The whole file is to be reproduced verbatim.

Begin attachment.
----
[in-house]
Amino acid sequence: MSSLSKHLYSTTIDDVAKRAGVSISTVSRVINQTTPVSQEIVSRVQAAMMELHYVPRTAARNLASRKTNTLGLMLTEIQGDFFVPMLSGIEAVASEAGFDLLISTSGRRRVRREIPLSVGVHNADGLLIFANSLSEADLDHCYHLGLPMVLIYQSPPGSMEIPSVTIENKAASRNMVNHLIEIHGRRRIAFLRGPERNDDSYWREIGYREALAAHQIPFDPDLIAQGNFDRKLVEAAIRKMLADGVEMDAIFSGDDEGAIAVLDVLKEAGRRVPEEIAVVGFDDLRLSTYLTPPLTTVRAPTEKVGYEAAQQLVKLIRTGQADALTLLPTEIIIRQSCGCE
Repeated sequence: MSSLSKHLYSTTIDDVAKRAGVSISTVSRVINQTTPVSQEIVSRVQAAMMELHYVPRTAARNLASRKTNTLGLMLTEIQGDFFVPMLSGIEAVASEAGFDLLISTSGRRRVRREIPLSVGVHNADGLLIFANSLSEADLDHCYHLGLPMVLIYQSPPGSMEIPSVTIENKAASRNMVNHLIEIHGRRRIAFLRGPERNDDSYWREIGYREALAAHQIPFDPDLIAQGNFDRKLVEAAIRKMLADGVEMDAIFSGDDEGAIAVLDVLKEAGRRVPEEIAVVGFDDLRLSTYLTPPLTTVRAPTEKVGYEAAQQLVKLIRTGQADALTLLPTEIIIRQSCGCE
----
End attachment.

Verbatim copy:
[in-house]
Amino acid sequence: MSSLSKHLYSTTIDDVAKRAGVSISTVSRVINQTTPVSQEIVSRVQAAMMELHYVPRTAARNLASRKTNTLGLMLTEIQGDFFVPMLSGIEAVASEAGFDLLISTSGRRRVRREIPLSVGVHNADGLLIFANSLSEADLDHCYHLGLPMVLIYQSPPGSMEIPSVTIENKAASRNMVNHLIEIHGRRRIAFLRGPERNDDSYWREIGYREALAAHQIPFDPDLIAQGNFDRKLVEAAIRKMLADGVEMDAIFSGDDEGAIAVLDVLKEAGRRVPEEIAVVGFDDLRLSTYLTPPLTTVRAPTEKVGYEAAQQLVKLIRTGQADALTLLPTEIIIRQSCGCE
Repeated sequence: MSSLSKHLYSTTIDDVAKRAGVSISTVSRVINQTTPVSQEIVSRVQAAMMELHYVPRTAARNLASRKTNTLGLMLTEIQGDFFVPMLSGIEAVASEAGFDLLISTSGRRRVRREIPLSVGVHNADGLLIFANSLSEADLDHCYHLGLPMVLIYQSPPGSMEIPSVTIENKAASRNMVNHLIEIHGRRRIAFLRGPERNDDSYWREIGYREALAAHQIPFDPDLIAQGNFDRKLVEAAIRKMLADGVEMDAIFSGDDEGAIAVLDVLKEAGRRVPEEIAVVGFDDLRLSTYLTPPLTTVRAPTEKVGYEAAQQLVKLIRTGQADALTLLPTEIIIRQSCGCE